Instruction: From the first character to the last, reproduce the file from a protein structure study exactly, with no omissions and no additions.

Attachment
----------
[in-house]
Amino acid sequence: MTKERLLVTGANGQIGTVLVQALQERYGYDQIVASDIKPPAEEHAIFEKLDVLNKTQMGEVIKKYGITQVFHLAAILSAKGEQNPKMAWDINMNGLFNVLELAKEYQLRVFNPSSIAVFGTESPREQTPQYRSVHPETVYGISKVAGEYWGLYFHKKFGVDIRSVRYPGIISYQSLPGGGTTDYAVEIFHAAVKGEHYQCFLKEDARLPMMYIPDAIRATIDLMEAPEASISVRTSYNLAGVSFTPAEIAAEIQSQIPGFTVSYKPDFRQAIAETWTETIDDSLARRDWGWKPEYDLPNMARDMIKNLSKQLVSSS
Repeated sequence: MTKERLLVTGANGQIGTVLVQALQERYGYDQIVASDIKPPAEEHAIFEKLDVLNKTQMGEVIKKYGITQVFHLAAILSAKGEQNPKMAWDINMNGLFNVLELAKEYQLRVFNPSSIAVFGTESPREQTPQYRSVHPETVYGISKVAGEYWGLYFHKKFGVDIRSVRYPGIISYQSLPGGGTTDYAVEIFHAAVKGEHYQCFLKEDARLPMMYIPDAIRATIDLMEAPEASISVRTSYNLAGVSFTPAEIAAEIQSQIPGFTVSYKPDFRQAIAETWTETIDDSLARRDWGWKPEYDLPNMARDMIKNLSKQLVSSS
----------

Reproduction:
[in-house]
Amino acid sequence: MTKERLLVTGANGQIGTVLVQALQERYGYDQIVASDIKPPAEEHAIFEKLDVLNKTQMGEVIKKYGITQVFHLAAILSAKGEQNPKMAWDINMNGLFNVLELAKEYQLRVFNPSSIAVFGTESPREQTPQYRSVHPETVYGISKVAGEYWGLYFHKKFGVDIRSVRYPGIISYQSLPGGGTTDYAVEIFHAAVKGEHYQCFLKEDARLPMMYIPDAIRATIDLMEAPEASISVRTSYNLAGVSFTPAEIAAEIQSQIPGFTVSYKPDFRQAIAETWTETIDDSLARRDWGWKPEYDLPNMARDMIKNLSKQLVSSS
Repeated sequence: MTKERLLVTGANGQIGTVLVQALQERYGYDQIVASDIKPPAEEHAIFEKLDVLNKTQMGEVIKKYGITQVFHLAAILSAKGEQNPKMAWDINMNGLFNVLELAKEYQLRVFNPSSIAVFGTESPREQTPQYRSVHPETVYGISKVAGEYWGLYFHKKFGVDIRSVRYPGIISYQSLPGGGTTDYAVEIFHAAVKGEHYQCFLKEDARLPMMYIPDAIRATIDLMEAPEASISVRTSYNLAGVSFTPAEIAAEIQSQIPGFTVSYKPDFRQAIAETWTETIDDSLARRDWGWKPEYDLPNMARDMIKNLSKQLVSSS